2013 Rs of Excellence Award Winners

2013 Building Operations Award: Bentall Kennedy Mock Waste Assessments

Bentall Kennedy worked with Green Calgary to trial mock waste assessments in four of their Class A office buildings in downtown Calgary. This was undertaken to provide education to building tenants and as a form of tenant engagement.

A day’s worth of waste was collected and saved from each building on the day prior to the mock waste assessment. Depending on the volume, all, or a portion of the waste (at least 50%) was taken to a busy area within the building lobby or plus 15 area and placed as a demonstration to tenants of the amount of garbage collected per a day in their building.

Along with this, a display was set up with data from the previous waste assessment conducted at each building, including data such as their current diversion rate, waste composition, composition of recycled materials and calculated potential recycling rate.

These mock waste assessments proved to be quite successful with 200 individuals approaching the display to speak with Green Calgary and Bentall Kennedy staff. Valuable information was collected from tenants, ranging from concerns, confusion and recommendations for improvement of current programs.

The “shock factor” provided by these types of displays at worst may have opened people’s eyes to what happens when they throw something “away” and at best led to very productive conversations about the impact of waste in our world.

A follow-up report was provided to Bentall Kennedy from each building, and all comments were tracked and recorded in relation to the tenant’s company, floor number, and if they would like to be contacted. Bentall Kennedy tenant services managers were then able to respond accordingly to the issues that individuals expressed through this process. For more information on Bentall Kennedy’s green initiatives, please visit http://cr.bentallkennedy.com.

2013 Waste Reduction Service Award: BluPlanet Recycling

BluPlanet Recycling Inc. is a Calgary-based multi-family and commercial recycling solutions provider. Since commencement of operations in 2009, they have become the largest provider of commingled recycling in the city with over 15,000 multi-family residences and over 200 businesses using their services today. They are a member of the UNEP Climate Neutral Network, proud member of the Vibrant Communities Calgary Living Wage Leader Program, active member of the Respect for Earth and People (REAP) association, and in 2011 became Calgary’s 4th business to become a registered Benefit Corporation (B-Corp), who set one of the highest standards for business social and environmental sustainability in the world.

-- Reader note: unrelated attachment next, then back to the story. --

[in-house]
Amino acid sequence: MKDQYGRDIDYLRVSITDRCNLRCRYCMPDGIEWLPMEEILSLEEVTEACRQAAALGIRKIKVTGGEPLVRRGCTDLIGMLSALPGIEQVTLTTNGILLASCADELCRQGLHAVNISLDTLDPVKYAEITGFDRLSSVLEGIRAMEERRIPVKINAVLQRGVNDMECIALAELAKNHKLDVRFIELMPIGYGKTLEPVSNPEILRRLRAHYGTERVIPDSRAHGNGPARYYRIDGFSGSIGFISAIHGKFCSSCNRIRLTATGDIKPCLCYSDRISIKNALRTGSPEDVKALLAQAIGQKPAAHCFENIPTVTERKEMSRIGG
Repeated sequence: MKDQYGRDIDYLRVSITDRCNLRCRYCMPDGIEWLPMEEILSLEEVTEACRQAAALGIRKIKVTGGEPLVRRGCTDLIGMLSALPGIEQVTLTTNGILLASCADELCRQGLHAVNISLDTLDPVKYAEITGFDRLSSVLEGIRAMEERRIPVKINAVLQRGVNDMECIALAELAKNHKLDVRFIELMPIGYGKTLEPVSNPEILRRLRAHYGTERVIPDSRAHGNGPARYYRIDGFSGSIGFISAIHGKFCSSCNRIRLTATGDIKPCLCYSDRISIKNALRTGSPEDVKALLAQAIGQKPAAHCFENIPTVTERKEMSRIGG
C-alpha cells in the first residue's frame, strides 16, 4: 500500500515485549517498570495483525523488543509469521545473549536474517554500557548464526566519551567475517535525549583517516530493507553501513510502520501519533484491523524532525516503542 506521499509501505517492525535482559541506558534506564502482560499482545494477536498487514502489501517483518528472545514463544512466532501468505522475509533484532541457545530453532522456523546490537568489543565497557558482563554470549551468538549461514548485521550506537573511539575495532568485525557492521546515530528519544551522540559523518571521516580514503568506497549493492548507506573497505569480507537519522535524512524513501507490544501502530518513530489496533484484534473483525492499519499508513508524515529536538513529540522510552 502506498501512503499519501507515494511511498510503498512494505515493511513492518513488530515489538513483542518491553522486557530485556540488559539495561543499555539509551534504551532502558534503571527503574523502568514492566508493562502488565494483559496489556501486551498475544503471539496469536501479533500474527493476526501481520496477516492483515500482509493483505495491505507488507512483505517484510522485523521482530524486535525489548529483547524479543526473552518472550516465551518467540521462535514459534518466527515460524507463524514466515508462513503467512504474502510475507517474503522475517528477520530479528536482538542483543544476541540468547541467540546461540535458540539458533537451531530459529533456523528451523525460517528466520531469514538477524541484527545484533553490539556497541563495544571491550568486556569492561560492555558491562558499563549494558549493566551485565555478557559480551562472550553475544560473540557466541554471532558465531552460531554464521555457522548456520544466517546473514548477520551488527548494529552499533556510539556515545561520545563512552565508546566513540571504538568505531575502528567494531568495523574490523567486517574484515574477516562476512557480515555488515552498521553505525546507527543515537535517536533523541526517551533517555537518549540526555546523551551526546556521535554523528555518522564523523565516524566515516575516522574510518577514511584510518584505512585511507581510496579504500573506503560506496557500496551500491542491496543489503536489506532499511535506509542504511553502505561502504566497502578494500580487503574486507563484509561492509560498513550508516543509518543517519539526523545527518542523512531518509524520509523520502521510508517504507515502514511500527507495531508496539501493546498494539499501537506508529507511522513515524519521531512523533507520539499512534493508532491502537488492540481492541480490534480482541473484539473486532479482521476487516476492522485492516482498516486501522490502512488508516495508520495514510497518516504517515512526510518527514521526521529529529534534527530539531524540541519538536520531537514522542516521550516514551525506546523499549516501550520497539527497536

Additionally, BluPlanet operates several partner programs with local not-for-profit organizations to raise funds through refundable beverage container and clothing donation programs. In 2013, they expect to divert over 1000 tonnes of materials from Calgary landfills and have expanded their service offering which, besides the core group of recyclable materials, also includes electronics, paint, batteries, compact fluorescent light-bulbs, organic composting, large-volume cardboard and a new fluorescent tube recycling service. In short, their goal is to be the recycling service provider in Canada with the most comprehensive and valuable offering available.

It has always been a paramount goal of BluPlanet to maintain a solid triple-bottom line (even before they knew what that meant). Their growth and success as a company is measured by how well they serve the community and environment, as much as financial gains.

2013 Retail Award: Park Place Shopping Centre

Park Place Shopping Centre is a regional shopping centre located in downtown Lethbridge, Alberta. The building is operated by Primaris Management Inc., whose approach to sustainability is fourfold, comprising the establishment of internal policies and adherence to industry standards; sustainable procurement; conservation of energy and water; and recycling of materials.

Under the direction of Primaris’ corporate social responsibility, Park Place aims to not only reduce the impacts of business on the natural environment, but to positively contribute to both the local city of Lethbridge and global humanitarian efforts. The mall’s unique approaches to waste management and recycling have yielded quantified reductions in waste, including:

  • Approximately 100 pounds of scrap metal reused to create functional and stylish benches to furnish the common area
  • Approximately 1.11 metric tonnes (MT) of organics composted onsite each year for use in the mall’s rooftop garden, where a 75-pound capacity composter is used to process pre-consumer organic waste generated by food service retailers. The mall donates the garden’s yield  to Harbor House, a local crisis unit for women and children involved in family violence
  • Approximately 550 MT of concrete salvaged for use in a local habitat restoration project
  • Approximately 57.3 MT of electronics directed toward environmentally-safe disposal through two electronics recycling drives
  • Approximately 116 MT of cardboard, wood and metal, as well as 13,699 cans and bottles recycled through a fundraising event (Green for Haiti)